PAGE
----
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Graeme Murphy in his own words

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This autumn in Melbourne and Sydney, the Australian Ballet will present Murphy, a tribute in dance to the legendary dancer and choreographer Graeme Murphy.

In his 50 plus year career, Murphy has choreographed and directed dozens of dance and opera productions around the world with his signature physicality, humour and an unwavering commitment to beauty and truth revealed in the human body.

Murphy will pay tribute to his work with a revival of his reimagined Firebird, paired with excerpts from his career including The Silver Rose, Shéhérazade, Air and Other Invisible Forces, Ellipse and Grand.

He writes for Daily Review about the musical childhood that led to his extraordinary career in dance.

Murphy is at the State Theatre, Arts Centre Melbourne, March 16-26 with Orchestra Victoria and at the Joan Sutherland Theatre, Sydney Opera House, April 6 -23 with the Opera Australia Orchestra.

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“I think my first ever memory was sitting under my mother’s piano when I was about five when she was giving a piano lesson. But I think my first actual memory of dance was when I was nine or 10 when mum was playing the piano in the (school) hall for the town dance.

Most of the adults were doing the progressive dances – the Pride of Erin and the Barn Dance like it was a chore – without any flourish at all.

I remember I joined in and I was getting into the dance steps and I realised dance and movement was something you learnt on your feet.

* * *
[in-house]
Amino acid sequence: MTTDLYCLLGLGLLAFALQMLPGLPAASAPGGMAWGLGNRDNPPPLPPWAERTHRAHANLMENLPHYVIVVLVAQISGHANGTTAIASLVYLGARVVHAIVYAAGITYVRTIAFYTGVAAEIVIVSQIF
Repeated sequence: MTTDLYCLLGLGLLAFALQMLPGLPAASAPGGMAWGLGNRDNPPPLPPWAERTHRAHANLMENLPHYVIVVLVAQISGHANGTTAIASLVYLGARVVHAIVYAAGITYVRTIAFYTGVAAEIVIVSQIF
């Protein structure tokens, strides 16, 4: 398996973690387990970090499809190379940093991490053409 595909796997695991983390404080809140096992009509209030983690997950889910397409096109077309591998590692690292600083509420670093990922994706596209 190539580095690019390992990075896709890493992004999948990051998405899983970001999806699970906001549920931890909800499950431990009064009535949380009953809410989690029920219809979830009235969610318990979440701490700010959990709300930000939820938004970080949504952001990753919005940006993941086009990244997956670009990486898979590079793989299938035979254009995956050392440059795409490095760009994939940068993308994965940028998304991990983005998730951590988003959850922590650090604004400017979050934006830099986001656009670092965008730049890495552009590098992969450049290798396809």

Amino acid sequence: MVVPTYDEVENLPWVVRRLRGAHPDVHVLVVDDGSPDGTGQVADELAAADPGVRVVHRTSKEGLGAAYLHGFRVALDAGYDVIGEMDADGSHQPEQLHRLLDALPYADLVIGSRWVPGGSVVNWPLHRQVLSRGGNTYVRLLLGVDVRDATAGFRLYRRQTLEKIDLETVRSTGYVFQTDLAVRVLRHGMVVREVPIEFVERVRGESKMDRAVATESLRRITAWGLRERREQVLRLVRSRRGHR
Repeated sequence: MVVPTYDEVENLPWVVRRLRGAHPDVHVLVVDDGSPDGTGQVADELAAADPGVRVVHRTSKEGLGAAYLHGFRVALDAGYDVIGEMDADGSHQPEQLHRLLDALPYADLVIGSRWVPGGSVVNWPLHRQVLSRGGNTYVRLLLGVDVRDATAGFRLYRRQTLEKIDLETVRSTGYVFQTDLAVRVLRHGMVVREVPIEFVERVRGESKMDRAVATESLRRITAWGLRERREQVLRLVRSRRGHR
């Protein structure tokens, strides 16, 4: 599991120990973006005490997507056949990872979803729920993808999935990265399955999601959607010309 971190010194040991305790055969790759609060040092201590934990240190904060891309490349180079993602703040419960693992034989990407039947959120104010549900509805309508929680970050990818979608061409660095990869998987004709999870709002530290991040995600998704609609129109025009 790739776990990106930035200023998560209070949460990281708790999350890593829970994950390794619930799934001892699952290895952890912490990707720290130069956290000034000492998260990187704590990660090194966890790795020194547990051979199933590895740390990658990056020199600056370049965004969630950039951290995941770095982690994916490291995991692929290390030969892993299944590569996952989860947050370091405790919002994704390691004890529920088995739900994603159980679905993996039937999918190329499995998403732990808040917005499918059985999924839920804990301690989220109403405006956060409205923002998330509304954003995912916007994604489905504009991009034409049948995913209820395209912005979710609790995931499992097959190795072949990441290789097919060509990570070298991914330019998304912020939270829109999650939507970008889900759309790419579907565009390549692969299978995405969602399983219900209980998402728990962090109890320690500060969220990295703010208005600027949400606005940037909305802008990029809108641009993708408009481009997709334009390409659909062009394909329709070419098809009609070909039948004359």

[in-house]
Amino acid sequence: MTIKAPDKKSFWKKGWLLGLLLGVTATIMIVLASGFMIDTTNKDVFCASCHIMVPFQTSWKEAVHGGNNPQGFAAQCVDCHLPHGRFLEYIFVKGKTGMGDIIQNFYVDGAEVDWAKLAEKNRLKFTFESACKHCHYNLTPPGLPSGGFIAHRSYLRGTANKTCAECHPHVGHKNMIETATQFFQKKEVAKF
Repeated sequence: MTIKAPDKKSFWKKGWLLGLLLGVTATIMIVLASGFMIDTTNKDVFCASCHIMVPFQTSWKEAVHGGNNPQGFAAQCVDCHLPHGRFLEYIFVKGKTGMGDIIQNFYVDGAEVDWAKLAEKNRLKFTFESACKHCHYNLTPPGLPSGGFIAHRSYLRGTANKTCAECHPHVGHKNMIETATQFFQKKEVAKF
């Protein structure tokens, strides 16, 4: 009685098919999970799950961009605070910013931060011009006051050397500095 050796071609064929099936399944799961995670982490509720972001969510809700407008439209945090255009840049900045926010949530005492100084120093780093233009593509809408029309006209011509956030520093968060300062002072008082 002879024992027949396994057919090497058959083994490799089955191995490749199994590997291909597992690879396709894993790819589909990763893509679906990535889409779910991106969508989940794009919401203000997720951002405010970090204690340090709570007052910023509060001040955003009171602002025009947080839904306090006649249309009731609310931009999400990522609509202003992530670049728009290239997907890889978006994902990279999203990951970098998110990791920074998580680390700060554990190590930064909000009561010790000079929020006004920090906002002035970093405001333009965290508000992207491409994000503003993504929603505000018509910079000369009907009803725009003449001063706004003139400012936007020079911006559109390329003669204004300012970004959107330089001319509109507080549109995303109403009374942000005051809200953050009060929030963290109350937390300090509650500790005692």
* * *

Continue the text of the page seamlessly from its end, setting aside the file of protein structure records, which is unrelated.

We lived in a town in Tasmania where my father was the school principal and mum was a piano teacher playing for concerts and accompanying classes called something like ‘character and deportment’.

“I was always moving to music at home so it just seemed a normal progression…”

When you have both parents in a small country who are the teachers, then you are the pinnacle in the local community — and dad’s school dance was the event of the year.

My mum had seen my ability to do movement long before I learned to dance formally – I was always obsessively prancing around.

Of course I loved music, and it was central to my growing up given my mother was a piano teacher. I still remember being fascinated by her sheet music – all those black and white symbols on the white paper. Mum had the music for Showboat and all the other big musicals of the time and I remember asking her to get some jazz piano stuff, which she could just pick up, and play.

I was always moving to music at home so it just seemed a normal progression for everyone that I would supply dance numbers for the annual concert. And it became something I really loved doing; in fact, that annual concert was what I lived for.

I begged mum and dad to let me have dance lessons and there came a time when the nagging became much too much for them and they gave in. I began to learn to dance when I was about 10 and they drove me to my lessons to Launceston 100 miles over rough roads and back.

I think my early feelings were not that I wanted to be a choreographer – although I loved the challenge of making dances for the school concerts – but we all knew I had a talent for dance and eventually I convinced my parents that there was a career in dance – though frankly, that really wasn’t the truth at the time in Australia.

“Dance is about the human ability to evolve”.

It was only when I moved to the Australian Ballet School in Melbourne when I was 14 and my teacher, Dame Margaret Scott, said to me ‘concentrate on your dance’ but she did allow me to participate in choreographic training.

When you joined the company you worked with a choreographer anyway and one day I remember doing some weird somersault thing during the class.

Our teacher, Sir Robert Helpmann, said in that imperious voice of his, ‘what’s that boy doing over there?’ He then made the other dancers copy me. The other students – including Janet Vernon – all looked at me askance.